The gap between real support and performative allyship—the lurking fear that beneath the flag waving veneer of equality hides something untrustworthy, the thought that when push comes to shove straight people may not really have our backs—is the starting point for Matthew Clark Davison’s debut novel, Doubting Thomas.
Thomas is an openly gay fourth grade teacher at an affluent school in liberal Portland, Oregon. When he is falsely accused of touching a young boy, he returns home to San Francisco to deal with his family and to rebuild his life one piece at a time.
I remember vividly being at a work function when a handsome straight colleague drunkenly told me that of all the gays in the company—a London media organization, so there were quite a few of us—I was his favourite because he never felt threatened or uncomfortable around me. In that moment I realised I had become the kind of gay man you saw on TV in the 90s. Safe, neutered, nice. These weren’t bad people, far from it, they were a terrific group, but like many other minorities, I’d made myself as innocuous as possible to blend in. Maybe that’s why I felt Thomas’ pain and fear so strongly.
Thomas is nice, clean-up, upstanding… he’s faultless. But when he is accused, his world is ripped out from under him and his pain and anger feel very real. The hypocrisy of the rich, “good folk” of Portland is revealed as they throw him off. His school desperately tries to minimise the damage. And Thomas realises he has let himself be the school’s “token gay”. As his straight brother pointedly asks him, “Have you spent your whole life trying to be like me? Or getting people like me to like you?”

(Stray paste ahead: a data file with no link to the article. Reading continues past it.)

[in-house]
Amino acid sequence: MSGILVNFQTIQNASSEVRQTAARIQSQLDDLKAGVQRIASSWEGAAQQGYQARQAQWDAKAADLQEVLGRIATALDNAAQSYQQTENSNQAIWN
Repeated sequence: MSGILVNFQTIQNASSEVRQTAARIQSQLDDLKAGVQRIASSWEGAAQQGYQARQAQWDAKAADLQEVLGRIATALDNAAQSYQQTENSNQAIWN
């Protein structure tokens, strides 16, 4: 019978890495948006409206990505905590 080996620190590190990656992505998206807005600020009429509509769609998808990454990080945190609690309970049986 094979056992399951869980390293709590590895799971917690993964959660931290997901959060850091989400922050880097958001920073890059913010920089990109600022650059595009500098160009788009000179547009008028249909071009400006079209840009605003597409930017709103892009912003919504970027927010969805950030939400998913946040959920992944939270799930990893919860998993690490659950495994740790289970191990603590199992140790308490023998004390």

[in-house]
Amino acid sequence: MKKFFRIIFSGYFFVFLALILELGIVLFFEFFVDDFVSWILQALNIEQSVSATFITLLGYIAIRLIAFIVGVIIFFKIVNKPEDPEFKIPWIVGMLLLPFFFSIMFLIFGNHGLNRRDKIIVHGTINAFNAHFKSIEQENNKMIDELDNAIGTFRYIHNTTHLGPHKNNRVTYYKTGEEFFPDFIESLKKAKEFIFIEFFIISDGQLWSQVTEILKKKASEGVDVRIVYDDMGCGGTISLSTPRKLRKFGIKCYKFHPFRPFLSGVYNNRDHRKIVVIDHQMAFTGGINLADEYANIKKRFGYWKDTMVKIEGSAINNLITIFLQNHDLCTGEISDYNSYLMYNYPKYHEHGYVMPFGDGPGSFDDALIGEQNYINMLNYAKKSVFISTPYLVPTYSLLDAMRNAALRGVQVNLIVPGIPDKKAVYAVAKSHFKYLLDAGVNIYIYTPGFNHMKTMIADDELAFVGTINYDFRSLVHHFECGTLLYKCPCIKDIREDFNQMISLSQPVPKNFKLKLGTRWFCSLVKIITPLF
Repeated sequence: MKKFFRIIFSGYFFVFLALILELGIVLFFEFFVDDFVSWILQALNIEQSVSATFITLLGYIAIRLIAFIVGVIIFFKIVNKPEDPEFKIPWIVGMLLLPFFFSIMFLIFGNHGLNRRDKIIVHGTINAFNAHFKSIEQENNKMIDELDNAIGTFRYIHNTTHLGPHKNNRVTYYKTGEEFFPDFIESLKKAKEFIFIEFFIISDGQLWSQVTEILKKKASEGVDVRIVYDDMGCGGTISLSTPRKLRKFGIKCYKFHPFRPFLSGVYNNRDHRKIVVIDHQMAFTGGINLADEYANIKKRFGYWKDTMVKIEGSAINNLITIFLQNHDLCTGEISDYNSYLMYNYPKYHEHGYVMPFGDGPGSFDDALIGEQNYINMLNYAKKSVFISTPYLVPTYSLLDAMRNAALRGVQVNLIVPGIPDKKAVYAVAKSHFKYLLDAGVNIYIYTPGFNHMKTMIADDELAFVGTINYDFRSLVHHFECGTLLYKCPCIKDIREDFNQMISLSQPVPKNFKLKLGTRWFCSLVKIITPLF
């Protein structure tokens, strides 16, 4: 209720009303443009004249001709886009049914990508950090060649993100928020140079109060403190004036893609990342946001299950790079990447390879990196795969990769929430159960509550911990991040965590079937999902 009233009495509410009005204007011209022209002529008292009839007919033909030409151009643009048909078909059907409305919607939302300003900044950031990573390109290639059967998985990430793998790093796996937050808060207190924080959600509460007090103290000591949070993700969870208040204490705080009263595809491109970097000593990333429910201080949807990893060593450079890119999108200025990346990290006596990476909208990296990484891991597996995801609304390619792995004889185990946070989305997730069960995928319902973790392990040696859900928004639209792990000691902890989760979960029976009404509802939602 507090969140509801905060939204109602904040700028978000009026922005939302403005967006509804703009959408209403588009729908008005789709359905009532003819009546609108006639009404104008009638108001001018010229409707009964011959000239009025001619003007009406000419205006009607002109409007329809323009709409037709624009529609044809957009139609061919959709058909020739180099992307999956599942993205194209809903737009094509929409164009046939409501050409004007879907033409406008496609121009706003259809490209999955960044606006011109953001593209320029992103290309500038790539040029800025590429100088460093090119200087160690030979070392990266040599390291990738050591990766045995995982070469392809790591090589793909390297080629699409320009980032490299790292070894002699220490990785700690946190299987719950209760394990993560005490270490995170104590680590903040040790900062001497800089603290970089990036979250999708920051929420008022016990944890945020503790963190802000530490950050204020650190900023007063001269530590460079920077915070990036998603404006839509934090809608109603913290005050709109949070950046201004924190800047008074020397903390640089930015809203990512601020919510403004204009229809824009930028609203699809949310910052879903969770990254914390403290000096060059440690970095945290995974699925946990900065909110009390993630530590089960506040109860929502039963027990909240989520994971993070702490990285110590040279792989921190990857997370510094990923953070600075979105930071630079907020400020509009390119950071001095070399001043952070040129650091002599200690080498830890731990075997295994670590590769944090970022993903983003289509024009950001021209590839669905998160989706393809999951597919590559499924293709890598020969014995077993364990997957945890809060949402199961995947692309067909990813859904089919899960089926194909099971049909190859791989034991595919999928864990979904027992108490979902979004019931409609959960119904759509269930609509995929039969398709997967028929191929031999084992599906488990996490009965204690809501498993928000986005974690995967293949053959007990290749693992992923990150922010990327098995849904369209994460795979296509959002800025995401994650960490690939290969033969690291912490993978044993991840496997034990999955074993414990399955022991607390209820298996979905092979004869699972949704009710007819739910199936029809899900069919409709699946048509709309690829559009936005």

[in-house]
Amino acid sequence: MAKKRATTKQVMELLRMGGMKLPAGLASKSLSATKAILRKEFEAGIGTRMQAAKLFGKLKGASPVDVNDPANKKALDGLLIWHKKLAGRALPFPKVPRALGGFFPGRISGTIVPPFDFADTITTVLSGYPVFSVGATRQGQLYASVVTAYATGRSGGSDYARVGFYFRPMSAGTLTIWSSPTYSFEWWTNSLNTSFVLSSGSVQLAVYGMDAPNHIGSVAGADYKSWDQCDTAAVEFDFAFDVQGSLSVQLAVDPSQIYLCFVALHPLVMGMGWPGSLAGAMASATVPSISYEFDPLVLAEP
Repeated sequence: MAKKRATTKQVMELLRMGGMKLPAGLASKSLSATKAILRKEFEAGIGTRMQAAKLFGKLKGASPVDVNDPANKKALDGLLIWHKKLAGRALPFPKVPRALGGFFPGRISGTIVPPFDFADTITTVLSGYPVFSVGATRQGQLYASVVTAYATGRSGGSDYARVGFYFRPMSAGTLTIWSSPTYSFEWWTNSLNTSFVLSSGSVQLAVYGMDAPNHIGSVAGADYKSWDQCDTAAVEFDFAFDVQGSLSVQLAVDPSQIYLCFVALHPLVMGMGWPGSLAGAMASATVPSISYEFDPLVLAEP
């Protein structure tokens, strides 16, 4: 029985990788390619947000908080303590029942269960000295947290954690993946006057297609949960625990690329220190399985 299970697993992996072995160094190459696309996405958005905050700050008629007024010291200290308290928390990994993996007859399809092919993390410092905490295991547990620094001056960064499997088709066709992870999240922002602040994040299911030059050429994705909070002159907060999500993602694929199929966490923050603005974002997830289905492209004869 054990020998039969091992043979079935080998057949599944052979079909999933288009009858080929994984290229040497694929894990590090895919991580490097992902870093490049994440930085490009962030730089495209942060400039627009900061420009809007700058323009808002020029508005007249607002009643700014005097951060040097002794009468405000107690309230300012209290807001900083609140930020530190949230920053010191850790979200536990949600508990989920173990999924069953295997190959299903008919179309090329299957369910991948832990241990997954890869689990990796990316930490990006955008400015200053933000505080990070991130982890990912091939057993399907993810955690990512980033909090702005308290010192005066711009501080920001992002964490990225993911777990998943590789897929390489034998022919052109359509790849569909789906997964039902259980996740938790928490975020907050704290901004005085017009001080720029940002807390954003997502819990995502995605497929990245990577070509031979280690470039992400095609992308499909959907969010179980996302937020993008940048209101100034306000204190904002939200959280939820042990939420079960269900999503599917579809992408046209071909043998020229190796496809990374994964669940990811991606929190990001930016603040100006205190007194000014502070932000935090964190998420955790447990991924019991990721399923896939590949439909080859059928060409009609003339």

Davison weaves memories into moments with an organic flow, as events spark Thomas’ recollections. Thomas struggles to live in the moment, and the prose mimics this with seamless ease. Everything about Doubting Thomas feels natural, from Thomas’ evolving reactions to his eclectic family that surrounds him, to his creeping fear of less liberal strangers.
While the premise may sound like this is a legal drama, it’s not, it’s about the people, not the event. It’s about rebuilding after loss. Thomas’ new life gets more complex by degrees as he deals with family, friends, and the aftermath of accusation, in a world where no one is a hero or a villain. I could easily see this as a Big Little Lies-style miniseries on a streaming platform near you.
Some may struggle with this being the story of a relatively rich, white, gay man in liberal America, but in a way that’s the point. Privilege isn’t binary, it’s a matter of degrees, and having it will not insulate you from harsh realities. If the last four years have taught us nothing, it’s that our safety net is always in peril.
Doubting Thomas is a compelling contemporary tale about seeing the world clearly that felt instantly relatable. As Thomas’ nephew tells him, “a superhero turns their freak into strength… they don’t hide.”
By Chad Armstrong
Doubting Thomas by Matthew Clark Davison is available everywhere books are sold June 8th 2021. Support your local LGBTQ+ bookstore.
Visit Bywater Books/Amble Press where e-books are available now for immediate download and you can order signed copies of the paperback to be shipped early.
Matthew’s Doubting Thomas virtual launch party will take place on Zoom with writer Paul Lisicky on June 8th 2021 at 7pm PST.